LEDs are very effective at creating light, but they are not very effective at aiming it. The photons leave the LED in every direction at once, with most of it facing away from your plants. This is why most grow lights have lenses and reflectors. Lenses are able to bend the light, directing it in a predetermined position. Although lenses are very accurate at directing light, there is always some that is reflected rather than refracted. Once again, a small adjustment has resulted in a loss of usable energy.
It doesn’t matter how many lenses and reflectors you have, you’re never going to get 100% of your light to hit your plants. Just because it’s not perfect, doesn’t mean it can’t be optimized. Pay careful attention to how your light is designed to be used, and ensure you’re following the guidelines. Even the best grow lights on the market will perform poorly when use improperly.
Step 5: Absorption
Finally, the process has come to an end. Our plants are happily soaking up the rays, performing a little energy conversion of their own. Unfortunately, they’re not necessarily soaking up all the rays. As we’ve discussed here, different wave lengths of light produce varying levels of photosynthesis. So it’s not just about getting light to your plant, it’s about getting the correct light.
What Does This Mean for You?
After reading this, you might feel like energy is going everywhere except your plants. Luckily, there are simple ways that you can mitigate every single source of energy loss.
- Purchase a High-Quality Grow Light
When manufacturers use high quality components, power loss from internal circuits is negligible. This is obvious when you compare the specifications of a cheap LED grow light against a high-end model. In this case, the power draw is cut in half when the proper components are used.
- Use the Right Metrics
Often, LED grow light manufacturers advertise the ‘performance’ of their light with the power draw (watts.) By this logic, auto manufacturers could start claiming that they have the most fuel-efficient vehicle because they have the largest fuel tank. In fact, you can’t even compare grow lights based on the amount of light they produce. The only effective way to rate these lights is with three different variables. PAR, PPF, and PPFD. These metrics tell how much usable light is produced, how this changes over time, and the distance that this light can cover. If you’re not familiar with these terms, make sure you check out our explanation here.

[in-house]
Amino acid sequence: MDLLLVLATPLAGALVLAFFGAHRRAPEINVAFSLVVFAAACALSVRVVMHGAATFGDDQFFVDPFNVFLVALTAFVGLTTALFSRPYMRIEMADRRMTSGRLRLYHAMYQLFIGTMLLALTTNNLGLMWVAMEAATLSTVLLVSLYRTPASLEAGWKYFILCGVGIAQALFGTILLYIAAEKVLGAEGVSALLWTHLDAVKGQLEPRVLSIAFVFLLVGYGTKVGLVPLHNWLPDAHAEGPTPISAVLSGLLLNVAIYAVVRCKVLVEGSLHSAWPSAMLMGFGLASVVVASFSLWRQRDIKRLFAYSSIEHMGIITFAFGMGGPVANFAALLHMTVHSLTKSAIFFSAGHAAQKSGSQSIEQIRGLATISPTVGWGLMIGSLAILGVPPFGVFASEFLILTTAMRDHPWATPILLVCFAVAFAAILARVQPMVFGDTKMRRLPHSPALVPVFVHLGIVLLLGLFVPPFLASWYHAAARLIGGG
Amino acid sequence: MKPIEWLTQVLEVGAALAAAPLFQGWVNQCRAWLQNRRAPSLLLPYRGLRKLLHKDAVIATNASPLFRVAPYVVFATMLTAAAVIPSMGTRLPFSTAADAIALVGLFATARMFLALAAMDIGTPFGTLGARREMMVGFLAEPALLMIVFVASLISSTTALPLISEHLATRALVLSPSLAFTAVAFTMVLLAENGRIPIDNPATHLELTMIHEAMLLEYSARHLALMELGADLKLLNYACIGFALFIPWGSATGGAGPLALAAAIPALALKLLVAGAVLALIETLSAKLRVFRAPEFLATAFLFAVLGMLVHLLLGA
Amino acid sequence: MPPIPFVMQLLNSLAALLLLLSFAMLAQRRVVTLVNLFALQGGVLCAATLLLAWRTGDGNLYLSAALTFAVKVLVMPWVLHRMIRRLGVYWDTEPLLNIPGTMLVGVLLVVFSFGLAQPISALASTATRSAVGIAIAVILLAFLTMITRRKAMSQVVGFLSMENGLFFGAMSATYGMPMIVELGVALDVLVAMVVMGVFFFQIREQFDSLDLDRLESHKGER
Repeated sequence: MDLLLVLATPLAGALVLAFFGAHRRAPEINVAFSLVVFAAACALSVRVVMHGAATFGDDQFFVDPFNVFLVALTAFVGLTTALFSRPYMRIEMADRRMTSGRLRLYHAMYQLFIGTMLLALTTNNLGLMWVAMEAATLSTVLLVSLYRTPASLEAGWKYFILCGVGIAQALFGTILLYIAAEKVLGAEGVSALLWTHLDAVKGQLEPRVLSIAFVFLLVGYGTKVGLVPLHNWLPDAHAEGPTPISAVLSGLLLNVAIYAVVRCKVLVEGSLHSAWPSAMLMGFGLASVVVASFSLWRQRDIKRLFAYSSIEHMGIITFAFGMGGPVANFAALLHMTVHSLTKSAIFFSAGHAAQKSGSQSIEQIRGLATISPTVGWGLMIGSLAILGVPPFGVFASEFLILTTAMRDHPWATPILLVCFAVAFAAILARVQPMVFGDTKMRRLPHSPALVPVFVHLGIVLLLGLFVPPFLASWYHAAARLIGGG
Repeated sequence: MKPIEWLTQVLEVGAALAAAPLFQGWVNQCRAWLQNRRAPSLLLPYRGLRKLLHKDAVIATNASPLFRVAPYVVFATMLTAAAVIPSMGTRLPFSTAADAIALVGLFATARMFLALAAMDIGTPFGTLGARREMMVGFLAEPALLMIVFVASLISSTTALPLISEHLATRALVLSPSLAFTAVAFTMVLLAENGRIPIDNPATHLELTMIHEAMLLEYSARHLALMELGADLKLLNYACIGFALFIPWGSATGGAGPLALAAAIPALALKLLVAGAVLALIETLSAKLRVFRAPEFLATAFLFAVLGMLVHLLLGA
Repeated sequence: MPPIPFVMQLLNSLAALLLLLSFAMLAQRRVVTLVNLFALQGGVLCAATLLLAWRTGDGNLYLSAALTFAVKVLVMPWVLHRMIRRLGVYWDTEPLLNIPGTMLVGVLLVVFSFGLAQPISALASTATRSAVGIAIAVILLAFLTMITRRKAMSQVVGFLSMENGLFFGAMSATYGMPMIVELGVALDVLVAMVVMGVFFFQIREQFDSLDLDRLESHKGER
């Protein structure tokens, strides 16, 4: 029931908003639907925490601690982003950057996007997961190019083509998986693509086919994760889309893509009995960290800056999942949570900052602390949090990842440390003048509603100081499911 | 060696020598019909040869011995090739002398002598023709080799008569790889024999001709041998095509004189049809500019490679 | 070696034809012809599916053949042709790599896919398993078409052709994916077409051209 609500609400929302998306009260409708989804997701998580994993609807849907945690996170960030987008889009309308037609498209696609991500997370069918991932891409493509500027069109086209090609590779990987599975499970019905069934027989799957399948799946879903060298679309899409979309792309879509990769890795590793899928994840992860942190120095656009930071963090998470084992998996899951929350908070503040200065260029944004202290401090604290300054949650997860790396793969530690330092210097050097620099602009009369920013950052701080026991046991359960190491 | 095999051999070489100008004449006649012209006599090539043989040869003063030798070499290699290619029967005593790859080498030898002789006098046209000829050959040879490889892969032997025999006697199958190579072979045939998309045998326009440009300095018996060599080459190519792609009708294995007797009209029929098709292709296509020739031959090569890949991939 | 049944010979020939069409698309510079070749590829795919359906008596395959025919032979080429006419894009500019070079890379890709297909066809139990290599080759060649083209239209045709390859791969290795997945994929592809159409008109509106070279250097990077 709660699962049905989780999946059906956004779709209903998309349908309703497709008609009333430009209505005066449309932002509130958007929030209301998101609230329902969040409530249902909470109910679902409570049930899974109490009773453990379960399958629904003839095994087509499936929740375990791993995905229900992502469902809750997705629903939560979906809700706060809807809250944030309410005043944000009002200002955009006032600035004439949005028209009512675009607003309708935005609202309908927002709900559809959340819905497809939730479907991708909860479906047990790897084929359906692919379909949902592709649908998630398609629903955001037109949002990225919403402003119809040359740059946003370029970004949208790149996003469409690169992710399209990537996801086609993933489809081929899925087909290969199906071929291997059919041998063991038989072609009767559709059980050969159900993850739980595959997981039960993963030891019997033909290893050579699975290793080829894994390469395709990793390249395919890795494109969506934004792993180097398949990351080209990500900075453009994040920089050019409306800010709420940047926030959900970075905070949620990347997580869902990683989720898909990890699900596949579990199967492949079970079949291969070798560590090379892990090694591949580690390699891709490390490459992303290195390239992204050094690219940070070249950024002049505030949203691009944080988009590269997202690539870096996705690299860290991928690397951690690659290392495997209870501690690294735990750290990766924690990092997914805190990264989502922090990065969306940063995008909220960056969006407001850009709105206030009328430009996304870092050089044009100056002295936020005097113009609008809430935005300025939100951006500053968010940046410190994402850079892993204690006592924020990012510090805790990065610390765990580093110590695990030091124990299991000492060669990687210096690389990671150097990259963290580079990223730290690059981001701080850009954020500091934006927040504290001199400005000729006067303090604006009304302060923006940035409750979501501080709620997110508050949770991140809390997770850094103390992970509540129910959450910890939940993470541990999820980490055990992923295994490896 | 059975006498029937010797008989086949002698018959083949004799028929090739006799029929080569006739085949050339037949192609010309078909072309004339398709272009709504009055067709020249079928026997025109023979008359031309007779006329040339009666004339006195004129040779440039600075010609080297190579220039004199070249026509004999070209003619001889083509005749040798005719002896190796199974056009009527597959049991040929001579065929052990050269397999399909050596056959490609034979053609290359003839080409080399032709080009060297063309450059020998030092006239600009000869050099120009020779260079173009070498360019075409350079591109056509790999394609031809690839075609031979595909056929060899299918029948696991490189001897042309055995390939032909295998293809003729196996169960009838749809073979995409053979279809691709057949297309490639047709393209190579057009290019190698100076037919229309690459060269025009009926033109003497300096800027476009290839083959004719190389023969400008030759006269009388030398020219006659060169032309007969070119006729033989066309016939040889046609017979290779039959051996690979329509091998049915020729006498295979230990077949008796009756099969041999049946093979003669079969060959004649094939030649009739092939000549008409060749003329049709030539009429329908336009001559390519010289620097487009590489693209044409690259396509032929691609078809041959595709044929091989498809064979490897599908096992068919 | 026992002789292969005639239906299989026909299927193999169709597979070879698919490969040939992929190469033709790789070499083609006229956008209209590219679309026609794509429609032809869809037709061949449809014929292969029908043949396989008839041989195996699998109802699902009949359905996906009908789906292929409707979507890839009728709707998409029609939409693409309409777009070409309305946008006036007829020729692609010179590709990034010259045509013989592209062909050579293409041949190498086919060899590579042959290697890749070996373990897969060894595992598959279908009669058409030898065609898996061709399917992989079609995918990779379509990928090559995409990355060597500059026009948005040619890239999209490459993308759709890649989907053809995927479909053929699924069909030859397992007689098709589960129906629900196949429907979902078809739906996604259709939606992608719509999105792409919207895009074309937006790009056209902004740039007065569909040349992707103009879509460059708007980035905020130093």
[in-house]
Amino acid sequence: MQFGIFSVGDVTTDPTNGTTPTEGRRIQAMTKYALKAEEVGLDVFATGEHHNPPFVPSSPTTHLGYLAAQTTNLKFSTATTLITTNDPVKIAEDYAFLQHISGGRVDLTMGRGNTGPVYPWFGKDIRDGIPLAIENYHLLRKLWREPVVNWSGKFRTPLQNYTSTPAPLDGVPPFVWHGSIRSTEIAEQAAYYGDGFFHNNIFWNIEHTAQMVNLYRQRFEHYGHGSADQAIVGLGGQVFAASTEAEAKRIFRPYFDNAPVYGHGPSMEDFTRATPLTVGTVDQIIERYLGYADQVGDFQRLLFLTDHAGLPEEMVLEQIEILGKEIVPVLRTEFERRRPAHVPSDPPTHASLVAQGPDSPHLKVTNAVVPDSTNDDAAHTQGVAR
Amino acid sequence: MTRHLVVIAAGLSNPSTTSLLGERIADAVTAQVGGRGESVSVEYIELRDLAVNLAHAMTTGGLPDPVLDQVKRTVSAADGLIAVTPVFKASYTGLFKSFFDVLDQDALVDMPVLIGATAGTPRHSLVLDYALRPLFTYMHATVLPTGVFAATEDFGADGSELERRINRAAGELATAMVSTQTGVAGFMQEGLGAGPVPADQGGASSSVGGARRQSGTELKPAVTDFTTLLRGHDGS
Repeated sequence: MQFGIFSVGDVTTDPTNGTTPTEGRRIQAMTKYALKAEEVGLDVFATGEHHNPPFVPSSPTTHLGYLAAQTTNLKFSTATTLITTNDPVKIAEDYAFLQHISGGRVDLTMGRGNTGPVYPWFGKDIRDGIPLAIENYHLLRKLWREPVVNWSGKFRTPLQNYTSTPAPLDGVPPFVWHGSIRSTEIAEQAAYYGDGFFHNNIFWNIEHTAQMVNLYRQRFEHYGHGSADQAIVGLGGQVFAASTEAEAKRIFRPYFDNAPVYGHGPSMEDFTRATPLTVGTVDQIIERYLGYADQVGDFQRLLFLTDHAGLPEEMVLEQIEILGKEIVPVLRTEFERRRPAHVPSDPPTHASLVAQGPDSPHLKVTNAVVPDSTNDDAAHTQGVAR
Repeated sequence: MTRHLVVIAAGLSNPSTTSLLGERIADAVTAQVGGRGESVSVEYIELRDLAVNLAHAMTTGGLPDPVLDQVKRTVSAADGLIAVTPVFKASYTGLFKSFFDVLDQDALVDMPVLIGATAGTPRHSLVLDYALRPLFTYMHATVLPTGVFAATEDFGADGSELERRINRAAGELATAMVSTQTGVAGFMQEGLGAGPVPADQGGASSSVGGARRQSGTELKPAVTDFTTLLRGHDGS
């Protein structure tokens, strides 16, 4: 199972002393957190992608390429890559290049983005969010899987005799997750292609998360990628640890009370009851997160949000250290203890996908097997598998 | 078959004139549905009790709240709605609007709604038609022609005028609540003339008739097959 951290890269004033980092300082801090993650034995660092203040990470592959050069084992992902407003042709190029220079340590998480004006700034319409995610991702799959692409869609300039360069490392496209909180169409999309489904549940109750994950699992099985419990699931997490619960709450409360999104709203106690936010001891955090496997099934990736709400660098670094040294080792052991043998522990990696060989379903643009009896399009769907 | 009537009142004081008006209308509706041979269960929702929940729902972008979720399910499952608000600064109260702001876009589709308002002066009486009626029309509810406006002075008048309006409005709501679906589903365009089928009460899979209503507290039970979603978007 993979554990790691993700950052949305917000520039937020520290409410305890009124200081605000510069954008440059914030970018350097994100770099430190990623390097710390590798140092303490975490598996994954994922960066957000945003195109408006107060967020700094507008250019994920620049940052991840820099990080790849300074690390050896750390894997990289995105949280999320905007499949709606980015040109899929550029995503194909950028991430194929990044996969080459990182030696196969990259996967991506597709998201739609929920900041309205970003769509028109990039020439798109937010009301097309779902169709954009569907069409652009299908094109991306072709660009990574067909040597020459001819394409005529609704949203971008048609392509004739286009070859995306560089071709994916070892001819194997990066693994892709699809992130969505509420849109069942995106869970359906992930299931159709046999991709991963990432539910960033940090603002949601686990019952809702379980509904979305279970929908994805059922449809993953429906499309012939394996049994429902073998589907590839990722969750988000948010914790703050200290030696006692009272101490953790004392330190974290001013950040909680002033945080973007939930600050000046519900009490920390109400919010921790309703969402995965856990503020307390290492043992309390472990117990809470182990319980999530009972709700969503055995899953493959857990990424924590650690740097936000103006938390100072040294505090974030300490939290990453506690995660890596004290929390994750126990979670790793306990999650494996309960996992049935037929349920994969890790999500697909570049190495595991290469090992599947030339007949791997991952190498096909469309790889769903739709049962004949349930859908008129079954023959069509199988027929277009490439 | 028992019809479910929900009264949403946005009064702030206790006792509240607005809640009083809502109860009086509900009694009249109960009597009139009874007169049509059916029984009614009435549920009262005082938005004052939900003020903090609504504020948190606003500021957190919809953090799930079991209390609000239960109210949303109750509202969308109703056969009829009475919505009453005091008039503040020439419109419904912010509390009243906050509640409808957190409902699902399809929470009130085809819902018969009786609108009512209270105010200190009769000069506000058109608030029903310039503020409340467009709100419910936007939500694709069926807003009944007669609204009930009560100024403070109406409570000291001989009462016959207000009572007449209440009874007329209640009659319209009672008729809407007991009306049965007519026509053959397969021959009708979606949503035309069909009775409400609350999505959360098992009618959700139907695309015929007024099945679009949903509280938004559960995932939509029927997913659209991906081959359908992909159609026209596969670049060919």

- Position Your Lights Correctly
You could have the most advanced grow light in the world. But if you don’t set it up properly, your results will be disappointing. Each light is designed to cover a certain area. You’ll have to position the light at a certain height, and ensure that the coverage is adequate for the number of plants you have and their cycle. Coverage is determined primarily by the type of LED lens your lights are using, and most manufacturers provide recommended heights.
- Use the Right Spectrum
Some wavelengths of light are easier for LEDs to produce, and some are more efficient at producing photosynthesis. If you want an efficient grow, you’ll need to ensure that your LED grow lights are producing the correct spectrum of light. We’ve explained how your light spectrum affects photosynthesis in this post, but it’s important to remember that the type of light you use will also depend on which cycle of life your plant is in.
Although grow lights are complicated in nature, ensuring you set up your lights in accordance with these factors can ensure you have an efficient grow. If you’re not sure where to start, our ultimate buyers guide to LED Grow Lights is a great place to start!